The holidays carry expectations of happiness, joy, love, and togetherness, but that’s not the case for everyone. Being alone in a new city, coming out with a long-held secret to family, or a recent breakup or death, can all cause you to be or feel alone. Empty nesters and the elderly are often alone. Loneliness doesn’t have one single cause, nor is it the same for everyone.

Holiday movies and music are a constant reminder of the blissful happiness we are missing. It looks like love is all around us. Holiday parties and family gatherings are on everyone’s calendar, but yours. For many people, it’s a cruel illusion. Social media, with its staged selfies and filters, only add to your envy. Comparing yourself to other people will only increase your unhappiness and isolation. It looks like everyone is happy and celebrating, But the holiday season can be a time of extreme loneliness.

Loneliness can be acute and environmental. It can be linked to old history and pain carried from childhood. Unhealthy family patterns make the wounds feel worse. Loneliness can get the best of you, leading to stress, depression, memory problems, and even heart problems. It may begin as a vague longing that leads to more destructive patterns of habit, behavior or toxic people. In fact, there is an increase in drinking, binge eating and over stressing and overspending over the holiday season.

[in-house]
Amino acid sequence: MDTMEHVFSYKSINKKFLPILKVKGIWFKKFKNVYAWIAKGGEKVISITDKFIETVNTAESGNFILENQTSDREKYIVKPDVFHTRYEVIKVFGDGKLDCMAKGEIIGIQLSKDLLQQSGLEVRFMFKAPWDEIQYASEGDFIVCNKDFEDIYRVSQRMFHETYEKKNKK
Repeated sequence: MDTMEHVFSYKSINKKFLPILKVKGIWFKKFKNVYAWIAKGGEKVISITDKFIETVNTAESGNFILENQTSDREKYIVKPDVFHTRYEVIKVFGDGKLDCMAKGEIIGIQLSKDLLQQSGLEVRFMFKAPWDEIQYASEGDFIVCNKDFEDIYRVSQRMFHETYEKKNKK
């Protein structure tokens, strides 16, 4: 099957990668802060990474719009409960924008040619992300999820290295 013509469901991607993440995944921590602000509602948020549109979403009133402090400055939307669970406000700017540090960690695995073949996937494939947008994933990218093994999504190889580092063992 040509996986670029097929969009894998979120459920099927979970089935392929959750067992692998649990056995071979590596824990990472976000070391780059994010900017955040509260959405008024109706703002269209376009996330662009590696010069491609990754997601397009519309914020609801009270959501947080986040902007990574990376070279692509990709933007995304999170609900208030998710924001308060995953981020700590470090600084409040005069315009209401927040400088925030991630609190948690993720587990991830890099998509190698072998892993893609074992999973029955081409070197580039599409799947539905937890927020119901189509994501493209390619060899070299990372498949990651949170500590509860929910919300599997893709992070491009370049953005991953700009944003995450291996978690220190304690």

So what can you do to ease the loneliness and eek out a little joy?

1. Take care of yourself. Stop beating yourself up. Turn your attention to self-care. Take a luxurious bath or go for a massage. It’s a great time of year to take up yoga or join a gym. You’ll feel good and you may meet some like-minded people.

2. Rethink your expectations. You’re not really alone. There are people out there feeling exactly the same as youths time of year. Get together with some friends and binge watch some movie anthologies or have a marathon board game night.

3. Take a look at your options. Be mindful of your inner critic. Use positive, affirming self talk to remind yourself of the good things in your life. What can you do to add some excitement or joy to your life?

4. Fight your urge to isolate. Having more friends may not completely heal the feeling of loneliness but it’s important to connect with other people. Meetup groups are a great way to meet people with similar interests. If religions are more your thing, try an interfaith church service.

5. Look for things to appreciate. It’s a nice time of year to hit local outdoor markets. Take in the lights. Enjoy some hot cocoa while you browse. Be your own best friend and be grateful for all the beautiful things the season brings.

6. Make time to feel your feelings but don’t dwell. Pushing feelings aside isn’t kind. It’s important to acknowledge and then create an action plan. You’ll feel better once you’re feeling more in control of the situation.